January Cyber Intelligence Review

Ending a year that witnessed several high-profile cybersecurity breaches, December saw two of the year’s largest.  National retailer Target Corp. reported  a breach of it users’  credit and debit card data that affected approximately  40 million accounts, with the perpetrators gaining access to card numbers and encrypted PIN data.  Additionally, 4.6 million user names and associated mobile phone numbers were stolen and partially published online, in association with social communication company Snapchat.

December was a strong month for IT security M&A.  Identity-based security solution provider Entrust was acquired by Datacard Group for $500 million, at an EV / EBITDA multiple of ~4.17x. The combination of Datacard’s personalized card and secure identification solutions with Entrust’s digital identity capabilities is expected to create an integrated platform of physical and digital security solutions that will reduce complexity for customers’ identification ecosystem.  Additionally, Akamai Technologies acquired Prolexic Technologies, a provider of cloud-based distributed denial of service (“DDoS”) protection solutions, for $370 million, in order to expand its portfolio of network security solutions.

IT security companies also experienced a robust market for VC funding in December.  Fundings for the month reached $130 million, bringing total YTD funding to $1.2 billion.    Mobile device security developer Mocana raised $15 million in a Series E funding round that will be used to further develop security technologies aimed at protecting the growing number of sensor-embedded, network-enabled devices, commonly referred to as the “Internet of Things.”  AlienVault, a provider of open source tools for vulnerability assessment and security intelligence, raised $30 million in a Series D funding round  in an effort to scale  its  global sales and marketing  initiatives.  The Big Data market also made funding headlines with Palantir’s $107.5 million Series I round that implied a valuation of approximately $9 billion for the CIAbacked data analytics firm.

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June Cyber Intelligence Review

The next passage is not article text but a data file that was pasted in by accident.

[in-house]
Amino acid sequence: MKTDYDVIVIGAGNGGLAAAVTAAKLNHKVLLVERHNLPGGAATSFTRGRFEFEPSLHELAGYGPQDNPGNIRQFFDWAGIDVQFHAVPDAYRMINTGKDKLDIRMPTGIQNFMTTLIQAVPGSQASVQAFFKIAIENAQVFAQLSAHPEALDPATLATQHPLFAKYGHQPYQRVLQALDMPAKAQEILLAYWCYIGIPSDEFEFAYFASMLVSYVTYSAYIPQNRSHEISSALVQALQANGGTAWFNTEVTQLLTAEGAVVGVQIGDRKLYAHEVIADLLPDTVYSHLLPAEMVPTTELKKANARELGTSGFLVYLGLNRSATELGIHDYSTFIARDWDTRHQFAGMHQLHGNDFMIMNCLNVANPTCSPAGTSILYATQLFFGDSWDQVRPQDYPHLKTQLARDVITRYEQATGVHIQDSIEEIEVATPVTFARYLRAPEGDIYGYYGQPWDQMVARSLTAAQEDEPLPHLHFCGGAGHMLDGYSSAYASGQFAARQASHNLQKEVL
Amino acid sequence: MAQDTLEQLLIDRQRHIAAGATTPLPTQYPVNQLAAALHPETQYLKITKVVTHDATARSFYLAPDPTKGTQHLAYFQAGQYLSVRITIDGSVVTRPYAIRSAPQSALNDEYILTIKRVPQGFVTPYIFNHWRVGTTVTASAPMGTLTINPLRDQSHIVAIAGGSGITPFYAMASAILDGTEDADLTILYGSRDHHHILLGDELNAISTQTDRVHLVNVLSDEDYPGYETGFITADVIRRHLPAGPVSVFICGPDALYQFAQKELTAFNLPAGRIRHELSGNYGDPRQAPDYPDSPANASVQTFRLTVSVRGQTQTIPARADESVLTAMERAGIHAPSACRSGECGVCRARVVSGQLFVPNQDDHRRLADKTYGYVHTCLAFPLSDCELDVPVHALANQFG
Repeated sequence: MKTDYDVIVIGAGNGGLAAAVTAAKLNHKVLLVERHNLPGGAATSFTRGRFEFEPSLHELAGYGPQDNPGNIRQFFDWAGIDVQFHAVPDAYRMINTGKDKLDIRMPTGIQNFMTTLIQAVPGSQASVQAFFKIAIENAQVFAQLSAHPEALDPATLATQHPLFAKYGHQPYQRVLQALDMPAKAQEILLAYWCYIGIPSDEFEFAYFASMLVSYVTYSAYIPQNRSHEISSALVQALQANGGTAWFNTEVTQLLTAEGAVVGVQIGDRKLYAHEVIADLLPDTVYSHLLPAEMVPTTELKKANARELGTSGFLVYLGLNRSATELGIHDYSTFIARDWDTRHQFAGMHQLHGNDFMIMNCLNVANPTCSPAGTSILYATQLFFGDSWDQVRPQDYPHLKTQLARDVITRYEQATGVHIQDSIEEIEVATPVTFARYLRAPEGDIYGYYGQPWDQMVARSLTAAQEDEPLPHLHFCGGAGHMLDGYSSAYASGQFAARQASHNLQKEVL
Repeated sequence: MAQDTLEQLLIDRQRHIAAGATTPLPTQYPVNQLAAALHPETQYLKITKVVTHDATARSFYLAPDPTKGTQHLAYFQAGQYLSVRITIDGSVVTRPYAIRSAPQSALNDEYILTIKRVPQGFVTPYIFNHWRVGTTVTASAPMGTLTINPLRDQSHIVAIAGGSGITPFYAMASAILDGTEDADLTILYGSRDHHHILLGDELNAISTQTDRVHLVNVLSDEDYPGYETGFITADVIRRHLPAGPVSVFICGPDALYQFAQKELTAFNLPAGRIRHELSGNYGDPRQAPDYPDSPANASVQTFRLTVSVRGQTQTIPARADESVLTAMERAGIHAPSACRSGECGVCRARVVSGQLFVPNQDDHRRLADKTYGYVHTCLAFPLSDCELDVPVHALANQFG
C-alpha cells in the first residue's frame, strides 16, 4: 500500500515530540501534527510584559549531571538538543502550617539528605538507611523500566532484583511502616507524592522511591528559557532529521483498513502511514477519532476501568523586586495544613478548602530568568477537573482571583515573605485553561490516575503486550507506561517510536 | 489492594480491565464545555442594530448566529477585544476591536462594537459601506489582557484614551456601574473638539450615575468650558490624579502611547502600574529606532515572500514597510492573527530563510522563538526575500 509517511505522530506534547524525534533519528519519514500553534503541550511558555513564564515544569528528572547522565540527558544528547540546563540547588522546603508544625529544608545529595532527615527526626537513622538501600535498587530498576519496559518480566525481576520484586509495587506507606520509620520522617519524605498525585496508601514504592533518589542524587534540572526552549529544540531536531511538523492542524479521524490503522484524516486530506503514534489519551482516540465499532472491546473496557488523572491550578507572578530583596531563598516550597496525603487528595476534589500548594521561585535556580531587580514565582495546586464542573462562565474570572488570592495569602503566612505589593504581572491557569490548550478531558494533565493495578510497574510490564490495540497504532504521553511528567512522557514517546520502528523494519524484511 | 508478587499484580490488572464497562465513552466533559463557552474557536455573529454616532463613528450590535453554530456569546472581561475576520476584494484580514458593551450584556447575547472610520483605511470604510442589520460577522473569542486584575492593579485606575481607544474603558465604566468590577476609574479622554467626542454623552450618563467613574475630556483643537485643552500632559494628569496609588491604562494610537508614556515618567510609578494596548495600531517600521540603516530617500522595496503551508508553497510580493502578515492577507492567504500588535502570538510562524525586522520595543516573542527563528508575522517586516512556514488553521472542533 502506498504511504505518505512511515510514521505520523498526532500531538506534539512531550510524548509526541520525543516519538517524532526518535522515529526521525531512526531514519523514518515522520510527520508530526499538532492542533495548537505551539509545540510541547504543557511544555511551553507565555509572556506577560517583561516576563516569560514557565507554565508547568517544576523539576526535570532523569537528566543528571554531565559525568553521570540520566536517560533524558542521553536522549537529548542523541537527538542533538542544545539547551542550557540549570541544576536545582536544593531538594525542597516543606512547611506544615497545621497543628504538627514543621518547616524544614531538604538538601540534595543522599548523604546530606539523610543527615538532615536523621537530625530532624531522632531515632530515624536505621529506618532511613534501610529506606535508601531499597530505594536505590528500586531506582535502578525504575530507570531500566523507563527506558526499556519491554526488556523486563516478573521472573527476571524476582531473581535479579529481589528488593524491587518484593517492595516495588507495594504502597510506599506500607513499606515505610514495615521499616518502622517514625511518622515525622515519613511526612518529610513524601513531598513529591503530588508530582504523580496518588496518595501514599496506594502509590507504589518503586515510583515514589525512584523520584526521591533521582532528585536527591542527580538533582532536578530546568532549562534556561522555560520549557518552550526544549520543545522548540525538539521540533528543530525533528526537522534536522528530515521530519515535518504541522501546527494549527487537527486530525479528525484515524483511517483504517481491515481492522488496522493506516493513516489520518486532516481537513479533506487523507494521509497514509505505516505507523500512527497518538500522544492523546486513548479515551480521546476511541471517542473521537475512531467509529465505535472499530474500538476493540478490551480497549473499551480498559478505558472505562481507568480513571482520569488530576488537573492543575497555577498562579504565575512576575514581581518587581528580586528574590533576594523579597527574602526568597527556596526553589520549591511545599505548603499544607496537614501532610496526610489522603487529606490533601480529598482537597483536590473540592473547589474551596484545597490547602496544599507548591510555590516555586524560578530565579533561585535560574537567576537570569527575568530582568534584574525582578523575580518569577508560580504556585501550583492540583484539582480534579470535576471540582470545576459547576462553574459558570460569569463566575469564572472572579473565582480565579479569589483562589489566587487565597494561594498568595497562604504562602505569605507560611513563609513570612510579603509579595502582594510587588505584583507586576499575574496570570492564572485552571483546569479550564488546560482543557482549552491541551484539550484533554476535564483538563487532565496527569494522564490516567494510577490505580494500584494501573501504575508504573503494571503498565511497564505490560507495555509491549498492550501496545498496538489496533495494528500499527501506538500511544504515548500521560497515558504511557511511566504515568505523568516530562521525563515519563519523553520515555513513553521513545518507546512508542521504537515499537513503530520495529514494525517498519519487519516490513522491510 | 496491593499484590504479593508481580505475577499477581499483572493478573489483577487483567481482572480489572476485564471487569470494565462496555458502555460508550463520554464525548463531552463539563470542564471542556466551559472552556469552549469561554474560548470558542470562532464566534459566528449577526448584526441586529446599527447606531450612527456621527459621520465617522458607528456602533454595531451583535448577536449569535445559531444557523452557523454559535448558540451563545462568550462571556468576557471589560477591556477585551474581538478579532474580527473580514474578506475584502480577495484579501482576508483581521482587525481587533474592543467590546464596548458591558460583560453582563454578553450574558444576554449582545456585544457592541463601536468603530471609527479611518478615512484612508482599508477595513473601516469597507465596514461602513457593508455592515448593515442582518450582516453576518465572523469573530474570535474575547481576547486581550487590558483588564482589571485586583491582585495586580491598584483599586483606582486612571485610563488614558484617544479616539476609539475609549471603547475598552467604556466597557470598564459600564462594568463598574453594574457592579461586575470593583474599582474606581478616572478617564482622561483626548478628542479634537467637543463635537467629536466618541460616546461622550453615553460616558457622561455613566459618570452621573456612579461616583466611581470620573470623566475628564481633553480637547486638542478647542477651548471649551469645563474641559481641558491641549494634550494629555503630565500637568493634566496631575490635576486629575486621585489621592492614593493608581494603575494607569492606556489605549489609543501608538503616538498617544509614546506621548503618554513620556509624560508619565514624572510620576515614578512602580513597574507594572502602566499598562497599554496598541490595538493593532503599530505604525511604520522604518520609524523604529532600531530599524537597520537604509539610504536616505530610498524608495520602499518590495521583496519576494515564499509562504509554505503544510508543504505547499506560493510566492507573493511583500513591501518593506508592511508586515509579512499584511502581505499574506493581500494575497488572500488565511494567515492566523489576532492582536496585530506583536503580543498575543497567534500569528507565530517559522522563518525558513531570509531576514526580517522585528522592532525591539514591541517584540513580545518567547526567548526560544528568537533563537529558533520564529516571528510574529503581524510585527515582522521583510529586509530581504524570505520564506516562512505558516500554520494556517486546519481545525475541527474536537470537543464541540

The month of May featured several cybersecurity headlines, in addition to many M&A and venture capital (“VC”) transactions.  A confidential report prepared by the Defense Science Board  listed advanced weapon system designs,  such as those of the Patriot missile and Aegis ballistic missile, that have been compromised by Chinese cyberspies.  Amidst frequent and high-profile cyber breaches in both the government and private sector,  VCs  invested  about  $350 million into IT security deals in 1Q13, up 90%  over  1Q12[1]. On the Big Data front, President Obama signed an executive order that mandated all  legally-permissible  federal data be made publicly accessible in machine-readable format.

On the M&A front, Blue Coat Systems (a portfolio company of Thoma Bravo)  acquired Solera Networks, a provider of  security analytics and forensics  solutions;  Vista Equity Partners  purchased  publicly-traded Websense, a provider of web, email, and data security solutions, for  nearly  $1 billion; and  Haystax Technology acquired FlexPoint Technology, a provider of security services and cloud computing solutions. In VC funding news,  Digital Signal Corporation, a provider of 3D  long-range facial recognition solutions for government and commercial clients,  raised a $50 million Series D round to expand sales, distribution, and manufacturing.  AirWatch, a provider of  mobile security and mobility management solutions, raised  another $25 million to extend its Series A round  from  February 2013  to a total of $225  million.  Finally, Cloudant, a provider of  data hosting and analytics solutions, raised  a  $12 million Series B  round  to  support global expansion and grow support, service, and go-to-market strategies.


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July Cyber Intelligence Review

June was another exciting month for Cyber / Intelligence activity with several notable acquisitions and continued strong investment by venture capitalist funds.  In the headlines, national security remains a focal point of investment and is stimulating a demand for cybersecurity legislation.

Northrop Grumman announced its first acquisition since late 2008 with the purchase of M5 Networks.  The deal was primarily driven by the strong customer relationships held by M5 with foreign military and intelligence organizations, which provides Northrop Grumman with customer diversification in the face of dwindling U.S. federal budgets.

DARPA awarded a multi-year, $21.4 million contract to security start-up Invincea, to secure Android-based mobile operating system devices through a program known as Mobile Armor.  Moreover, former military and Intelligence Community leaders drafted a letter urging the passage of cybersecurity legislation that will offer protections for critical infrastructure.

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